Some Hooters Employees Say They Won’t Wear The New Uniform Shorts: ‘I Feel Like I’m Working In My Underwear’

Hooters employees made headlines last week as they spoke out on social media against new, smaller uniform shorts that rolled out in locations across the country. Servers and bartenders were largely against the idea of wearing the new shorts, which many compared to underwear.

Insider spoke with four current workers and one former worker in four states, whose names were withheld because they weren’t authorized to speak to media.

A waitress in Alabama said that when the shorts were first introduced at her restaurant, servers had to sign consent forms agreeing to wear the shorts or risk being sent home.

“When I first put the shorts on, I was like, all right, whatever. After wearing them for a few shifts with a little time to process, I realized how uncomfortable I felt,” she said.

Hooters, which has more than 400 locations across 42 states, is known for its wings and “Hooters Girls,” who are known for “glamorous styled hair, camera-ready make-up, and her fit body which all contribute to her confidence and poise,” a current job listing said. Workers have long worn revealing outfits, but now some say the new shorts are too far. 

“My manager said I was wearing them wrong and that they needed to be pulled up on the sides to create a U shape like a smiley, which made them look even smaller,” another server in Florida said.

“These are not what I agreed to wear when I was hired,” a South Carolina bartender said, echoing the complaints that other workers shared with Insider. “There’s almost no bottom.” 

“I feel like I’m working in my underwear,” said another worker, also in Florida. The new shorts make people “feel like they can comment on my body more,” the worker said.

Hooters of America, which did not respond to requests for further comment, said it would get employees’ input in future uniform changes.

Source: Business Insider

Hong Kong Mall Hilariously Replaces Racy Scantily-Clad Pin-Up Girls After Takedown Complaint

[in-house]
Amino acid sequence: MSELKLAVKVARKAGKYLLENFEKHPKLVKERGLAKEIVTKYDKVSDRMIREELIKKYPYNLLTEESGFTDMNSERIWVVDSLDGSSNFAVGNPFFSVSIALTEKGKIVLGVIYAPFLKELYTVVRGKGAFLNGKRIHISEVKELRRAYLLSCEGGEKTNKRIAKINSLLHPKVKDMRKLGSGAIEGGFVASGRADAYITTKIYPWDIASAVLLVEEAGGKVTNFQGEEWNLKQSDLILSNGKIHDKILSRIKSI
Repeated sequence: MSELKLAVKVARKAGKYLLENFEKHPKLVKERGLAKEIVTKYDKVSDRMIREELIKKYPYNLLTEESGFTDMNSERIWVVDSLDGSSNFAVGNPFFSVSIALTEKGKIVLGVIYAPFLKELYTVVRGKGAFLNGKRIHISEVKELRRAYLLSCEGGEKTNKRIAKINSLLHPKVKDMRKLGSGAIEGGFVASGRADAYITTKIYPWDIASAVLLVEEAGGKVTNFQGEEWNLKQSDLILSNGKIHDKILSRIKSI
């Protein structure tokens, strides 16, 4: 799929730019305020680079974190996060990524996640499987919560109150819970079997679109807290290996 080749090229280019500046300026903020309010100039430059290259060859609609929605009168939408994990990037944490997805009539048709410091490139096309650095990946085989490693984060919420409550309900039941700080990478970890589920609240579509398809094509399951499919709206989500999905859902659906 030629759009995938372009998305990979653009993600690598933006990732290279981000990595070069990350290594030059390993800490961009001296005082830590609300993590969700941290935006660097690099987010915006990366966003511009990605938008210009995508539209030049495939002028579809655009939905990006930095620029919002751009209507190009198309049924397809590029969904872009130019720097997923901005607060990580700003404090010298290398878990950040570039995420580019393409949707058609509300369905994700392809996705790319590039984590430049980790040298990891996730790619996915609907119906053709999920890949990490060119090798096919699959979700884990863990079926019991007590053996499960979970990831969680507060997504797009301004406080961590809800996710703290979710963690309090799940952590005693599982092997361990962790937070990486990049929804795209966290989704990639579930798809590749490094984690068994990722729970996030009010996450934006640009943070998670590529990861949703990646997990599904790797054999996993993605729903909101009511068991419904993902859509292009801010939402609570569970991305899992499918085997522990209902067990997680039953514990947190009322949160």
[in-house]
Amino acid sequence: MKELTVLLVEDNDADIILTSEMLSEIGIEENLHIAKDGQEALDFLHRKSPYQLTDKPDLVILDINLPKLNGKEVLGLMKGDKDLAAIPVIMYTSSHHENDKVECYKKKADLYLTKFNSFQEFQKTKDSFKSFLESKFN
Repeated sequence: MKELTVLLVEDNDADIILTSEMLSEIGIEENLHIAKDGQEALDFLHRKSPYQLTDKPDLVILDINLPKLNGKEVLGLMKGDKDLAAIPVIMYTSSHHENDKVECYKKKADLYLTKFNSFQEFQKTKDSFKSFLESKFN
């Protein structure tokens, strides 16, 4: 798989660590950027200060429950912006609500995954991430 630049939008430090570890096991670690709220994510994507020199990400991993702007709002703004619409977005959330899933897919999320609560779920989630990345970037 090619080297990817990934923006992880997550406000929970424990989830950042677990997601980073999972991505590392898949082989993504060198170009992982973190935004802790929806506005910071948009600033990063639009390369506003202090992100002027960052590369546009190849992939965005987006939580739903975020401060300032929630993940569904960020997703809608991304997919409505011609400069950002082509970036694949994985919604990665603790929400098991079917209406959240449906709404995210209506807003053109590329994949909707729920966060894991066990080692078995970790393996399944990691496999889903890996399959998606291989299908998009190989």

A mall frequented by locals in Hong Kong has addressed furor surrounding provocative illustrations of scantily-clad women… by somehow making them more outrageous. 

The nine-story Dragon Centre at Hong Kong’s Sham Shui Po had been recognizable for its racy billboards by illustrator Elphonso Lam Cheung-kwan depicting pin-up girls in swimsuits, sportswear, and school uniforms. 

The risqué appeal became part of the mall’s branding, and nuances of it were even added to buses. 

However, not all locals were receptive to this sort of aesthetic. According to the Hong Kong Standard, district councilor Nicole Lau Pui-yuk from the conservative Democratic Alliance for the Betterment and Progress of Hong Kong pushed for the artworks to be taken down following complaints from parents, who thought the imagery was inappropriate and raunchy. 

The artist responded that the illustrations had been approved by the Obscene Articles Tribunal, and suggested that the graphics would only be indecent if the viewer’s thoughts were indecent in the first place. 

Nonetheless, disgruntled parents got what they wished for—though not exactly in the way they had imagined. Instead of wholly replacing the imagery, Dragon Centre kept faithful to its cheeky branding by parodying the original graphics.